The news from Egypt is satisfactory. Not only was the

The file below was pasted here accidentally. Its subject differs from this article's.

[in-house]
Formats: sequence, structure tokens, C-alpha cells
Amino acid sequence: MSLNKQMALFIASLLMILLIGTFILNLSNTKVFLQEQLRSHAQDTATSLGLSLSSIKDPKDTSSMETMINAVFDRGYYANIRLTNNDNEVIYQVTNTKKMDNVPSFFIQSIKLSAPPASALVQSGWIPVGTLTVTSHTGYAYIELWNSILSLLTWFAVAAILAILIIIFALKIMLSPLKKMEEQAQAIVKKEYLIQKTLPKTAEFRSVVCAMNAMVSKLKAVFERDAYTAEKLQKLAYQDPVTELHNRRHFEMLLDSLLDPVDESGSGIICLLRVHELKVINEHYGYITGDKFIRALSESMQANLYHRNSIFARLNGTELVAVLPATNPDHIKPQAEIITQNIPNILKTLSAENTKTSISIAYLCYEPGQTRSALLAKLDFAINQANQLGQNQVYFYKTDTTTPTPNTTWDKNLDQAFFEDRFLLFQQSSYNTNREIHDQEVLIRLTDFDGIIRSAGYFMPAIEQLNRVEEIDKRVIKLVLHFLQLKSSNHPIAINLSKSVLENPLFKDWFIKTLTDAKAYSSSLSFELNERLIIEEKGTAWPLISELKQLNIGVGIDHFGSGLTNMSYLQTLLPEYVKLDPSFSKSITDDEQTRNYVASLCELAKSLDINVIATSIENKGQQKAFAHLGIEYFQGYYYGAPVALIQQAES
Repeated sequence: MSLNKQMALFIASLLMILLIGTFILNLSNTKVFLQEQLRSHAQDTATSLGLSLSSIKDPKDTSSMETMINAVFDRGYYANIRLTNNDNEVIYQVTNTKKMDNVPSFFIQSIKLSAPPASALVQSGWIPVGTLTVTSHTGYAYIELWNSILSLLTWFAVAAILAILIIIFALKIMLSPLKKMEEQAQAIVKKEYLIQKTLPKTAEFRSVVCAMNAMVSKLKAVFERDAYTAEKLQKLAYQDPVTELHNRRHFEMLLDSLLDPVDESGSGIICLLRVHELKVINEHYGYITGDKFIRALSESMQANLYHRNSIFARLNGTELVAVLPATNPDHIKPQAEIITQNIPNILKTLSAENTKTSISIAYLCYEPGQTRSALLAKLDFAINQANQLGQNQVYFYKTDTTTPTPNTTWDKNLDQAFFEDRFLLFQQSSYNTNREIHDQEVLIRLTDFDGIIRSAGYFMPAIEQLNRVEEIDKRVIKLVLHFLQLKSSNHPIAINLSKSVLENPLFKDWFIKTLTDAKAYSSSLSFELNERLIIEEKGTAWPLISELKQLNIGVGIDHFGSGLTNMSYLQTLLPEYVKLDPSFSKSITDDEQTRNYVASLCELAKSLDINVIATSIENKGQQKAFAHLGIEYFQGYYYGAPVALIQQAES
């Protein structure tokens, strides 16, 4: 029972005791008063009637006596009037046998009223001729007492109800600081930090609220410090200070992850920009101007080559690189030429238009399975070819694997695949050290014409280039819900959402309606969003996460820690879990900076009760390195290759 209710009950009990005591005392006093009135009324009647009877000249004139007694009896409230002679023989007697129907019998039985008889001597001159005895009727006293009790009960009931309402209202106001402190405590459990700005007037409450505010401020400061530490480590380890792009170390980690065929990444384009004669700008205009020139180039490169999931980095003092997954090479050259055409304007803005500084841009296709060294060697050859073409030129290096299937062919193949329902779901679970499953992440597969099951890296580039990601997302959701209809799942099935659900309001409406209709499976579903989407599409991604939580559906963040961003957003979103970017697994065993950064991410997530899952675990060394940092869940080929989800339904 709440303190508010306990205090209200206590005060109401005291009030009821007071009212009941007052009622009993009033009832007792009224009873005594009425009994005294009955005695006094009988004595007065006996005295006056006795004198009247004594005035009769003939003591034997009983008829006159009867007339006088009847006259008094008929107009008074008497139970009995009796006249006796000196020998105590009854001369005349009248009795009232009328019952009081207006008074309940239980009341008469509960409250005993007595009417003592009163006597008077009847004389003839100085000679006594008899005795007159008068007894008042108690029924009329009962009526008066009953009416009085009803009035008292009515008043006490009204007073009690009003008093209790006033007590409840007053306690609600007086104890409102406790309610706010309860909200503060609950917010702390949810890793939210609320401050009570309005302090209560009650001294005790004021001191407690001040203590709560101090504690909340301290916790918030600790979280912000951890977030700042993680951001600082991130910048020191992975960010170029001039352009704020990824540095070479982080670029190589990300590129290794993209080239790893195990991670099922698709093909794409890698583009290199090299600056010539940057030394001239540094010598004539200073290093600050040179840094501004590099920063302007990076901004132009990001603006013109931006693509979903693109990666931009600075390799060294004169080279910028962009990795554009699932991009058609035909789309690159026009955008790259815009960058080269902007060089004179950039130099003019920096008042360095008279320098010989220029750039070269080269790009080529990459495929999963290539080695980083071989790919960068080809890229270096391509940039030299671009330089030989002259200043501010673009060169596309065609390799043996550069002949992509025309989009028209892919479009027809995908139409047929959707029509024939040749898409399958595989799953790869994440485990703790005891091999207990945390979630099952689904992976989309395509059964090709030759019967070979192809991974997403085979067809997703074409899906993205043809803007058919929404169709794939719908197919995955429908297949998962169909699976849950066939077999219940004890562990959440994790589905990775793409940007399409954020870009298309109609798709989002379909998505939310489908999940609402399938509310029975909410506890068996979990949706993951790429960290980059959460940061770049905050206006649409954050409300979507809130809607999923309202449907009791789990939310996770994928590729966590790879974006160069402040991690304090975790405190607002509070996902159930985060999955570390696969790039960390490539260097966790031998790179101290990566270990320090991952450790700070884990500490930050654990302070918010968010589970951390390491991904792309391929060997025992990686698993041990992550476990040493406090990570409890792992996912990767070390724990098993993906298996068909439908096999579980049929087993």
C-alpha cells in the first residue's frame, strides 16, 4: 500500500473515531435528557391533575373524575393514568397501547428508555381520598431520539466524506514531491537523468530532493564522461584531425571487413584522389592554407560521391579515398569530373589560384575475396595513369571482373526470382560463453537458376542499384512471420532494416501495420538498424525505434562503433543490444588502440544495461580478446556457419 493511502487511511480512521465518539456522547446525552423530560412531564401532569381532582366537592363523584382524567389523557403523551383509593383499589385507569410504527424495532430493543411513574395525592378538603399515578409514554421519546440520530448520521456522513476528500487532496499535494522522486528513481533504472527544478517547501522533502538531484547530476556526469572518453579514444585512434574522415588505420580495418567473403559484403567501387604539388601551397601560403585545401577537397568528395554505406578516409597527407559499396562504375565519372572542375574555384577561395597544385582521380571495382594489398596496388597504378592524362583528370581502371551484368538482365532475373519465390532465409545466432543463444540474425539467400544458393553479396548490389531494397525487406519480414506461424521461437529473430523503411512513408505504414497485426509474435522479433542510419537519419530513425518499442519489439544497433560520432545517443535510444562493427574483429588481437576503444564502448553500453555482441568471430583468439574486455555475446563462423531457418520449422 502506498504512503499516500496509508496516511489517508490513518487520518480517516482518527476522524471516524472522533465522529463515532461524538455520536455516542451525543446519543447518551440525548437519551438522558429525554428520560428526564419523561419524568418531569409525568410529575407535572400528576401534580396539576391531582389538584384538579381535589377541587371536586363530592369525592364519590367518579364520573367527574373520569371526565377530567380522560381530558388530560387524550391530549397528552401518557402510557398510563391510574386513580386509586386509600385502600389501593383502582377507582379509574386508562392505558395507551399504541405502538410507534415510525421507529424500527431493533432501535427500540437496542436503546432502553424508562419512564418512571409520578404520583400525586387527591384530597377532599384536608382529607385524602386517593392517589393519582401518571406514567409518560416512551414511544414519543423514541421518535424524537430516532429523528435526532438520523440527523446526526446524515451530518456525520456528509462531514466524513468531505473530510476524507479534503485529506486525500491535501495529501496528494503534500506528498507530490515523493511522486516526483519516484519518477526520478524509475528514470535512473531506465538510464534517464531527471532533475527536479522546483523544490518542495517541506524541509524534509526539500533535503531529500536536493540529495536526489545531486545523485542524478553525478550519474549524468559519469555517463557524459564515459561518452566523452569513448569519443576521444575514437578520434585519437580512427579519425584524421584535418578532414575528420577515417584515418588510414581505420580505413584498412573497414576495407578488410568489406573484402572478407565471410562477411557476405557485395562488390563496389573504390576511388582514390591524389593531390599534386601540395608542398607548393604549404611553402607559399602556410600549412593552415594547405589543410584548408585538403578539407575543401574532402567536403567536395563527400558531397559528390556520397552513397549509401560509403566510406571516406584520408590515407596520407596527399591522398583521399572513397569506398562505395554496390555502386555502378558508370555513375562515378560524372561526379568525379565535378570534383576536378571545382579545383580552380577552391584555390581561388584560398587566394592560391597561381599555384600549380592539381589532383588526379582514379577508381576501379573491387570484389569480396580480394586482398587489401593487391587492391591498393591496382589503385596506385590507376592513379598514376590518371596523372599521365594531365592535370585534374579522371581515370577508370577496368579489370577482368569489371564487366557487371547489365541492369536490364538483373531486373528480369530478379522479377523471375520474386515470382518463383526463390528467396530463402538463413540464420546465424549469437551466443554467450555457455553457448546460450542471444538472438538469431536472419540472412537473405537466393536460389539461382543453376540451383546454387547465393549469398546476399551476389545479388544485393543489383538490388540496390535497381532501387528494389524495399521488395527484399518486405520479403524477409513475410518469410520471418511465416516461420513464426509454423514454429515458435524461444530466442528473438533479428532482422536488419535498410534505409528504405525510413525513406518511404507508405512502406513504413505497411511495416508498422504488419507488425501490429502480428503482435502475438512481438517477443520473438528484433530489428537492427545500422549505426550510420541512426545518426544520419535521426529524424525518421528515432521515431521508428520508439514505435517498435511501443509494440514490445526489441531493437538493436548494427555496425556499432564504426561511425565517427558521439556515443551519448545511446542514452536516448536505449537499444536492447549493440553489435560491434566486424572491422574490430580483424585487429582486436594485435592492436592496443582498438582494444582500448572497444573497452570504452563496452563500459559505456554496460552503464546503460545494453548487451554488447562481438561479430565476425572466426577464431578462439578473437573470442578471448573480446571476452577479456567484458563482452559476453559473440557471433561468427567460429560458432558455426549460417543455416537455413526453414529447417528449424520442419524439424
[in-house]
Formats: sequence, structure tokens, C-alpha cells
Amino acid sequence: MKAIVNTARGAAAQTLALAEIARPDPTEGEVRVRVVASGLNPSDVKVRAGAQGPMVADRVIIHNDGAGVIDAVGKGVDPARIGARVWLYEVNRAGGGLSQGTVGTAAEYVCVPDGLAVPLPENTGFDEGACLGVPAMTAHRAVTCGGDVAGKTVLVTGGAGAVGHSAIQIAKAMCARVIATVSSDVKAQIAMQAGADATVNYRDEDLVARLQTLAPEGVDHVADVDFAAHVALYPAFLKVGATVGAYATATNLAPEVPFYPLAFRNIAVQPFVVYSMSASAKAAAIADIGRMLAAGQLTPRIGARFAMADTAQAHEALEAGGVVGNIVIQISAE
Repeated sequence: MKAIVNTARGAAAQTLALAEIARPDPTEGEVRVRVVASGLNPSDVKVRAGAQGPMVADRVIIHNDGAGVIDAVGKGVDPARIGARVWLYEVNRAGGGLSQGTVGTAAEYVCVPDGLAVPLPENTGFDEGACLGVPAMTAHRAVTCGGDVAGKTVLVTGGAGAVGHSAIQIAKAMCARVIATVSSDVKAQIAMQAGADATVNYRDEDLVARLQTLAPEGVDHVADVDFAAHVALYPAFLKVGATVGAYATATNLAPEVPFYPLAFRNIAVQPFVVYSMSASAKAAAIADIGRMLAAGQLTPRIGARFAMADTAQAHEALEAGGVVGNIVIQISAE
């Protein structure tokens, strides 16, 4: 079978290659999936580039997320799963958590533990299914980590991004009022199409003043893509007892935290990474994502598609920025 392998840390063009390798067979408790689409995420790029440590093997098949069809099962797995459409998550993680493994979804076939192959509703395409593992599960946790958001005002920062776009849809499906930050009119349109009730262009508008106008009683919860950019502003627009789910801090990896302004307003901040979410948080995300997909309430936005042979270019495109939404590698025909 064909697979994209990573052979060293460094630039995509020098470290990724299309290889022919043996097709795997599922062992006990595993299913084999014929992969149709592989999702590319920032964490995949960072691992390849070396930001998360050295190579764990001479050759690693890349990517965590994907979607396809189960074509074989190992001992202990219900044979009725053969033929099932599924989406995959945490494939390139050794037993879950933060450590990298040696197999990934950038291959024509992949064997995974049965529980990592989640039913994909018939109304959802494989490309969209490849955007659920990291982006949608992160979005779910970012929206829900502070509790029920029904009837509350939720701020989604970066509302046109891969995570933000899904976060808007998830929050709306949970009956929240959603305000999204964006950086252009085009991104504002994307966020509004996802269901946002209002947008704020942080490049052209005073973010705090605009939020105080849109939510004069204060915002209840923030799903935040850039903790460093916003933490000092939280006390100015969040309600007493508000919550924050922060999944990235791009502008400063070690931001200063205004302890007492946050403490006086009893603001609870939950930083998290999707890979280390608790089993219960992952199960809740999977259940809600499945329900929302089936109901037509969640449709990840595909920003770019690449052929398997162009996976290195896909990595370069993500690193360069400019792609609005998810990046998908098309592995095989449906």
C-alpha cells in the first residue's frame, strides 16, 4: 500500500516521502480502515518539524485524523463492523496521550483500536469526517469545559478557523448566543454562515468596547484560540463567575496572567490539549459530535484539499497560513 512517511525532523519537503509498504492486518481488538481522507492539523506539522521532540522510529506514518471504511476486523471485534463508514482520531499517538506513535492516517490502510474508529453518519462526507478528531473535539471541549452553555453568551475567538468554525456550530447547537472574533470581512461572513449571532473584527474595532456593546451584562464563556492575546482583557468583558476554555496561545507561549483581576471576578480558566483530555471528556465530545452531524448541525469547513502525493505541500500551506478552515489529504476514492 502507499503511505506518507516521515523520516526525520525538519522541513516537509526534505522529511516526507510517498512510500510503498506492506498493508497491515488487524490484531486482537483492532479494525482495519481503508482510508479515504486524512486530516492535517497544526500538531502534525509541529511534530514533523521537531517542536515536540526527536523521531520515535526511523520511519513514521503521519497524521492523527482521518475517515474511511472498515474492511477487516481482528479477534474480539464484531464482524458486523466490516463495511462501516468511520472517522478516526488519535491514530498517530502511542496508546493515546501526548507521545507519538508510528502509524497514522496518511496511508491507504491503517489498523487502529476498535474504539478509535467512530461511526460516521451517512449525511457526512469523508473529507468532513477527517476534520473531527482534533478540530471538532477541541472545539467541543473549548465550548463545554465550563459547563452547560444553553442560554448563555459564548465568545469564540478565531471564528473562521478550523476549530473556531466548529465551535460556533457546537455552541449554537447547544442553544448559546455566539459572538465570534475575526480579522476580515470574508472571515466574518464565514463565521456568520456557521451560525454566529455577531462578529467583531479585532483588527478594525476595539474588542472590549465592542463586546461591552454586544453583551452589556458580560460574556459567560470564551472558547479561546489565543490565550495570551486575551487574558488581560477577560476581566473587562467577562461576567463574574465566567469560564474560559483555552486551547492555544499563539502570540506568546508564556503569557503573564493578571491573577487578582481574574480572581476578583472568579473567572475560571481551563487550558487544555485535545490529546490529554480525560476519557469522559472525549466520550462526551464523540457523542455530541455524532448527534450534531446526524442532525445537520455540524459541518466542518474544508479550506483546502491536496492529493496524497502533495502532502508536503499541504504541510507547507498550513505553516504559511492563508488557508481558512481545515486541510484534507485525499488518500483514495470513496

attack on the Canals complete failure, but the twelve thousand Turkish troops of various sorts who struggled through the desert and were repelled have retreated in such hot haste that there are said to be none of them now within thirty miles of the great ditch. Whether it will be possible for the German Staff to flog the main body into activity again and get a new and greater effort made remains to be seen. It is of course always possible, but we think it far more likely that the Turks will insist on cutting the loss and keeping their Damascus army in being to prevent that counter-attack on Syria which they so greatly dread. The Turkish position is going from bad to worse, and the Porte is beginning too late to realize that in the opinion of the German General Staff the only use of a Turkish force is to spend it freely. If anything big can be accomplished by that expenditure, well and good If not, Germany is no worse off than before. That is good military philosophy for the Germans, but it is a somewhat dreary one for the Turks.